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Monday, December 5, 2022

Scouting the System: Canaan Smith-Njigba

My latest article over at Baseball America looks at outfielder Canaan Smith-Njigba, who was one of four prospects the Pirates acquired from the Yankees for Jameson Taillon.

I didn’t get to see much of Smith-Njigba during my trip through the system, as he was in the final days of his rehab work, recovering from a right thigh injury. In the limited views I had, he appeared to be working hard to get back. In my conversation with him, and talking with his coaches, he comes across as a confident leader.

“He’s going to be really good,” Altoona manager Miguel Perez said of Smith-Njigba. “He’s another leader. He’s another guy who is going to have a lot of followers. He knows that, and he’s going to take that seriously. On the field, he’s going to play hard for you every day.
When we had him active, you could tell how the team felt of his energy and leadership.”

What I liked about Smith-Njigba’s confidence was his offseason plan, which I wrote about at BA. Specifically, there was this comment:

“I’m going to train like I’m going to the big leagues next year,” Smith-Njigba said.

The Pirates could use the outfield help in the big leagues.

The Offense

Smith-Njigba starts with his hands around his shoulder, with a stance that starts open, before closing with a leg kick load, followed by a smooth swing toward the ball. He’s got a thick frame with the potential to generate easy power. That hasn’t translated to games, with a .135 ISO this year.

On the season, Smith-Njigba has an .808 OPS, which is driven by a .398 OBP. He describes his bat, and ability to get on base, as the strength of his game.

“Definitely what I can do in the box,” Smith-Njigba said of his best ability. “My eye, getting on base for my teammates to drive me in, just doing my job, being gritty out there, stealing bases, playing good [defense].”

Altoona manager Miguel Perez describes Smith-Njigba’s plate discipline as “off the charts.”

“At the plate, he’s outstanding with his discipline,” Perez said. “He’s got a good idea in power, how to drive the ball opposite way.”

Smith-Njigba has been working with Altoona hitting coach David Newhan this year on driving the ball the opposite way, and hitting with more authority. His spray chart coming into the year shows a tendency for power to the pull side, but still an ability to hit to all fields.

“I’m happy with where I’m at, but I’ve still got a long way to go, especially missing a full year of baseball,” Smith-Njigba said of his offense. “I’m happy that I came out and have been playing well. I know I have a long way to go. There’s so much more I can achieve and accomplish. I just can’t wait until I get to grab those things.”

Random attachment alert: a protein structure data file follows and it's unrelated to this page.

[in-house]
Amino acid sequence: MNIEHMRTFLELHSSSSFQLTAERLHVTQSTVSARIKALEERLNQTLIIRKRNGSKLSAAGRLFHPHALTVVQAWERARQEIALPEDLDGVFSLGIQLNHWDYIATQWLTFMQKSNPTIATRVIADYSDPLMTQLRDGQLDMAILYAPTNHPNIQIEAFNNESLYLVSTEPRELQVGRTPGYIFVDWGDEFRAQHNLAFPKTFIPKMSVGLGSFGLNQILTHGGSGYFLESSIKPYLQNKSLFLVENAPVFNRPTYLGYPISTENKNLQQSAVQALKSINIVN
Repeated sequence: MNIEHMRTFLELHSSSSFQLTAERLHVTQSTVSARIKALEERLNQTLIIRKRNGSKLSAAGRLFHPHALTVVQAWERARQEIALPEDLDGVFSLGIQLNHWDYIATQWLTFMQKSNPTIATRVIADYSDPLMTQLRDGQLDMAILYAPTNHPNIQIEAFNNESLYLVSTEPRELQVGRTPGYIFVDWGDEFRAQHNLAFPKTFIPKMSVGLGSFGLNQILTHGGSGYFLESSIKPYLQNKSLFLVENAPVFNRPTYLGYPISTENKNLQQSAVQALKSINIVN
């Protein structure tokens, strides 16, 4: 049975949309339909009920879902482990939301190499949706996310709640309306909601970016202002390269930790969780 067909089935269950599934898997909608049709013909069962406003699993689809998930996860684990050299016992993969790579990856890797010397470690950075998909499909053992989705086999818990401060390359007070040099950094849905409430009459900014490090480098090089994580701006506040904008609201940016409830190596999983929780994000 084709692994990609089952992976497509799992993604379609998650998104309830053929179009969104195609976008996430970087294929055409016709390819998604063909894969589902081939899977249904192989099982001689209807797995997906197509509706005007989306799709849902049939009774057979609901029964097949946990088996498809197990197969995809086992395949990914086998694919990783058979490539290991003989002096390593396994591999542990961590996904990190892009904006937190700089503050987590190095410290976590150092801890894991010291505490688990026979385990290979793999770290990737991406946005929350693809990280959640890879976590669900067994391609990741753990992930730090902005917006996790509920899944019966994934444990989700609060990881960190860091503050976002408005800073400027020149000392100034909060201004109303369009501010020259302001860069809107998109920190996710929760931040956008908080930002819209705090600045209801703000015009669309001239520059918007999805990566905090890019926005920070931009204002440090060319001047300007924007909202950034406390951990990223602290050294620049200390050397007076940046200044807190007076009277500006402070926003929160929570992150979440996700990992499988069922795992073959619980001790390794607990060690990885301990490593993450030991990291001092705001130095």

The Defense

Smith-Njigba was drafted by the Yankees in the fourth round of the 2017 draft. He was a catcher throughout high school, but was moved to the outfield in pro ball. His athletic ability made the transition possible, and he continues to work on the new position.

“I think this is my best year defensively,” Smith-Njigba said. “I caught my whole life, and I’ve been in the outfield only in pro ball. I feel really good out there. I know they’re very pleased with me in the outfield. I’m just happy that each and every day I’m getting better and better to be a complete player.”

The Pirates have had Smith-Njigba primarily in left field this year in Altoona, with one game in right field. He had more of an even split in his 2017 debut, but has since played mostly left field.

Smith-Njigba has the range to handle left field in PNC Park. His bat would benefit from a power boost at the corners, but he should be able to stick as a starting option with his elite on-base skills.

Future Projection

Smith-Njigba has the upside to be a starting outfielder in the majors, and has the opportunity. The Pirates have two long-term spots open in their MLB outfield, and Smith-Njigba is a candidate, with the chance for average tools across the board, led by his hit tool and ability to get on base.

“He’s going to run, he’s going to steal bases. His arm is good, his jumps off the bat,” Perez said. “He’s a clubhouse guy and team player.”

This is the first season in the system for Smith-Njigba, and he’s part of a talented group of outfielders in Altoona that includes breakout prospect Matt Fraizer, new trade acquisition Jack Suwinski, and fellow 2017 prep draft pick Cal Mitchell. The Pirates will hope that at least one of them can emerge as a starter, and the group should start getting chances in 2022.

“I’m just surrounding by a great group of talent,” Smith-Njigba said. “The coaches here in Altoona, it’s been amazing just off the fact that they’ve been there, they’ve been in the league. They’re really good mentors and they’re guiding us. Each and every day I’m getting better and better, and my routines are getting better and better. I’m really coming along. I feel like the player I need to be for years to come.

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Tim started Pirates Prospects in 2009 from his home in Virginia, which was 40 minutes from where Pedro Alvarez made his pro debut in Lynchburg. That year, the Lynchburg Hillcats won the Carolina League championship, and Pirates Prospects was born from Tim's reporting along the way. The site has grown over the years to include many more writers, and Tim has gone on to become a credentialed MLB reporter, producing Pirates Prospects each year, and will publish his 11th Prospect Guide this offseason. He has also served as the Pittsburgh Pirates correspondent for Baseball America since 2019. Behind the scenes, Tim is an avid music lover, and most of the money he gets paid to run this site goes to vinyl records.


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